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Digital Methods Winterschool 2012: APIs – Variations and Change

After the introduction to APIs and API critiques Bernard Rieder talked about APIs from the perspective of  “Variation and Change.” This transcript is compiled from collaborative notes by the Digital Methods Initiative. API: a means and protocol for two systems to exchange data and functionality. APIs can be seen as data sources and as objects of study that can be historicized, analyzed, critiqued, etc. Before taking the API as a research object we also need to get a better understanding of “what we can get” out of APIs and asses our level of confidence when researching. The API can be used as a means to study a service and possibly the evolution of the Web? The ‘past’ Andrew D. Birrel and Bruce Jay Nelson, Implementing Remote Procedure Calls, ACM Transactions on Computer Systems 2(1):39-59, February 1984. Webservices, SOA –   XML-RPC, SOAP, WSDL – B2B, e-commerce Google SOAP Web API: 2002 (Java, .NET), Amazon Web Services: 2002 The history of APIs; they came out of business context, B2B, e-commerce transactions, to ensure transactional integrity. They were heavy protocols first written in ‘hard-core’ programming languages such as Java and not PEARL, PHP and JavaScript. The ‘turn’ Flickr (feb 2004), API (aug 2004): Easy to use API. Less about transactional integrity. […]

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Digital Methods Winterschool 2012: APIs as Interfaces to the Cloud

From 25-27 January 2012 we held our fourth annual Winter School with the theme “Interfaces for the Cloud: Curating the Data.” The first day consisted of paper presentations and responses/feedback. The second day we collaboratively kicked off a workshop on API critique where I started with an introduction to APIs and API critiques, followed by Bernhard Rieder on API variations and change, followed by Richard Rogers introducing project ideas for the next day and a half. This blogpost contains the slides and a pointy transcript of the morning session. Anne Helmond – Introduction to API critique What is an API? An application programming interface (API) is a source code based specification intended to be used as an interface by software components to communicate with each other. An API may include specifications for routines, data structures, object classes, and variables. (Wikipedia) “set of tools that developers can use to access structured data” (boyd and Crawford 2011) “Machine-interfaces for your application” (Bell p. 331) “software interface to your website” (Bell p. 332) “weaving the Guardian into the fabric of the web “(Bell p. 331) In Building Social Web Applications Graham Bell describes how being on the web was the cry of the 90s […]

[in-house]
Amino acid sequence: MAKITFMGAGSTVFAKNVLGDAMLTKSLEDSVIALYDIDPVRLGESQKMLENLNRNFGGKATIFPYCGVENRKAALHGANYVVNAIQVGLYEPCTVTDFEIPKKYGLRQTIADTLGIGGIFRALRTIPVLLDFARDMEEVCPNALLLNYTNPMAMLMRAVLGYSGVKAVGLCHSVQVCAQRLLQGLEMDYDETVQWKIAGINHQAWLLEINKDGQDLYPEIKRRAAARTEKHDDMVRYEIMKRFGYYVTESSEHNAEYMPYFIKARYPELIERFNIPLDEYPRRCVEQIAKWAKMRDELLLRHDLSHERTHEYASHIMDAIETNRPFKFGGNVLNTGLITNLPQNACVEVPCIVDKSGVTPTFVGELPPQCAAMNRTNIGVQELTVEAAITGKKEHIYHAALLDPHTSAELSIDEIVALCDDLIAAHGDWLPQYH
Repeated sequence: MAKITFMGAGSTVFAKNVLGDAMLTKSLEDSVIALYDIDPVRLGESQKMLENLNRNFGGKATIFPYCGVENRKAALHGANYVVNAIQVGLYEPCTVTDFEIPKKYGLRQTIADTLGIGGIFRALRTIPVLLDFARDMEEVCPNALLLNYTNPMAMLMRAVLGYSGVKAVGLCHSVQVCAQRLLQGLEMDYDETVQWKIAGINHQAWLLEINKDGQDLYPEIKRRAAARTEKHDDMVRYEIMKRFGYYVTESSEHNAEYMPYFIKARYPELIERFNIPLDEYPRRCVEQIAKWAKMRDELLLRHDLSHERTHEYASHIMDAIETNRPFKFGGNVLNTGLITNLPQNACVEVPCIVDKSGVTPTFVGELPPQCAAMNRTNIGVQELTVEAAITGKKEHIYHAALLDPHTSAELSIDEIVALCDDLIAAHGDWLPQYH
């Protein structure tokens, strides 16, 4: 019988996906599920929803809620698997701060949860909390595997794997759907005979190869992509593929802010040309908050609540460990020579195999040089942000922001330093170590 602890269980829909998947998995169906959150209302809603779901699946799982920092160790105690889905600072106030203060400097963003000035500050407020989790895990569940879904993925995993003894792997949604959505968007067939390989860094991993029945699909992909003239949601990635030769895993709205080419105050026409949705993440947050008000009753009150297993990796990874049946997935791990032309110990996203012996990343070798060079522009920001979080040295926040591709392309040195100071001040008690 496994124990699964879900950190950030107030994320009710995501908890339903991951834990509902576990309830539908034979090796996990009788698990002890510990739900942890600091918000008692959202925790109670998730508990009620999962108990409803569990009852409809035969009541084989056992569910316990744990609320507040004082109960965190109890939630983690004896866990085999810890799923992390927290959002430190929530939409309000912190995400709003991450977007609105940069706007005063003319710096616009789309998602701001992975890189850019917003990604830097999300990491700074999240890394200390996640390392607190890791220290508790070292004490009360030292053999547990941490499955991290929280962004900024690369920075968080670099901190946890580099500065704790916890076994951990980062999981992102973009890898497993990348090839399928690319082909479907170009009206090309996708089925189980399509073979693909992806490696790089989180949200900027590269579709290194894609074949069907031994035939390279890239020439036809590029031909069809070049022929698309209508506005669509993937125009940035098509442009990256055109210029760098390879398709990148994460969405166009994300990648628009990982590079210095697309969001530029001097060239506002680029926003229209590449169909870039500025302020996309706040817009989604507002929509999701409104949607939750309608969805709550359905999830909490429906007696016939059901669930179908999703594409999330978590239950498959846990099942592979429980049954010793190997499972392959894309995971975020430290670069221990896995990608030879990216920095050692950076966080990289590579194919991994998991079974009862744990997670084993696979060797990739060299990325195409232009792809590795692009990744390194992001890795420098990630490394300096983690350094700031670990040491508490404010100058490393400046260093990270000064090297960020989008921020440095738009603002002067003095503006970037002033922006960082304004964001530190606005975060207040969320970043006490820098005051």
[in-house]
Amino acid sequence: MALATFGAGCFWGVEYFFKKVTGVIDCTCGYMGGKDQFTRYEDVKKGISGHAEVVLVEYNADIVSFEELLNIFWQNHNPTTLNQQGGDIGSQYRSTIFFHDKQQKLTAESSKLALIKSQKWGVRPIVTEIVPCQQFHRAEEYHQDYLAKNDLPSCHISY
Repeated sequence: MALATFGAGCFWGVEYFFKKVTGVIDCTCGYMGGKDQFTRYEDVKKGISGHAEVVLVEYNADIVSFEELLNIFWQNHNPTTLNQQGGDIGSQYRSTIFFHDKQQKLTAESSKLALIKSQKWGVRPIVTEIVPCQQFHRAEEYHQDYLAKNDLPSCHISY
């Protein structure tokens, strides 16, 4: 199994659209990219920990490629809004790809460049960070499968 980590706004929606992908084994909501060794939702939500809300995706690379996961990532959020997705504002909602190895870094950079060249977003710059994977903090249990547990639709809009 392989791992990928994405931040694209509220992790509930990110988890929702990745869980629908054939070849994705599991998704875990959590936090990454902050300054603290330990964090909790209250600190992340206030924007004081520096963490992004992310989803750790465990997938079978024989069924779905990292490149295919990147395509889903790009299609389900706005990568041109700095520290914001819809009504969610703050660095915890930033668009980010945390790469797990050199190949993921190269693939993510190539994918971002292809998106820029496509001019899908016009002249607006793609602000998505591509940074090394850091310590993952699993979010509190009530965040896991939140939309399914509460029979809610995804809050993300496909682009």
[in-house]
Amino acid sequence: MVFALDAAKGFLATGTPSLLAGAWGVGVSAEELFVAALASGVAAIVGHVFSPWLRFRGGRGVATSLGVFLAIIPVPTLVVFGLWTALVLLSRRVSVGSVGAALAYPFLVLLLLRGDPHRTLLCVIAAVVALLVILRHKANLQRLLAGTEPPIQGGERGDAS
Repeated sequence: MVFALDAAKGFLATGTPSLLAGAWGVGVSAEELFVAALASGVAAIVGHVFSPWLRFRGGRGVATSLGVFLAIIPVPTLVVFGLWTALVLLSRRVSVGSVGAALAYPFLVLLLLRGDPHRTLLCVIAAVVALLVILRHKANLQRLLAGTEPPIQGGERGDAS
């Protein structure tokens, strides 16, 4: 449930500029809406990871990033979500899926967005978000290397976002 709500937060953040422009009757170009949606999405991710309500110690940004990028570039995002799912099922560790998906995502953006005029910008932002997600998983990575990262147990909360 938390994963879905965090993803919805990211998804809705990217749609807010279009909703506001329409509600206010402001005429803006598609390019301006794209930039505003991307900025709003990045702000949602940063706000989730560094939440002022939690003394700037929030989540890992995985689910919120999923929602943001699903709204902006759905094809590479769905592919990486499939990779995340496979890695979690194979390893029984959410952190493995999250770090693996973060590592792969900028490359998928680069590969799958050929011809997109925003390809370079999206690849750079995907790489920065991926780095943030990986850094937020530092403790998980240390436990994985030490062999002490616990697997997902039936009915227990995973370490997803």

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Funware: Wilfried Hou Je Bek – The programmer as shaman?

This series of reports on the Software Fun (Funware) symposium held on November 27, 2010 at Baltan Laboratories were commissioned by Baltan and MU. At the beginning of his talk Wilfried Hou Je Bek admits he is struggling with the idea of software and fun. He starts his talk with passages from William Burroughs, who was once in touch with a mysterious computer from Venus named Control: […] in Fulham Road Willy Deiches and Brenda Dunks, two would-be one-were computer operators with IBM who now function of their own (,) have perfected a scrapbook system from newspaper cuttings for predictions and assessments along the lines of Wm’s scrapbooks, but with a built-in 24-hour mathematics of their coordinate points for greater accuracy. They also claimed to be in touch with Control in Venus through IBM Seattle. Questions may be put to Control at 12 shillings a time (it used to be free) and the answers are interesting. Wm has sent in a whole lot and we are waiting for these answers … (Anthony Balch to BG, November 4 1968)… Q: What is word ? A: Word is ETC. W: What does ETC mean ? A: Electrical time control. Q: what is virus […]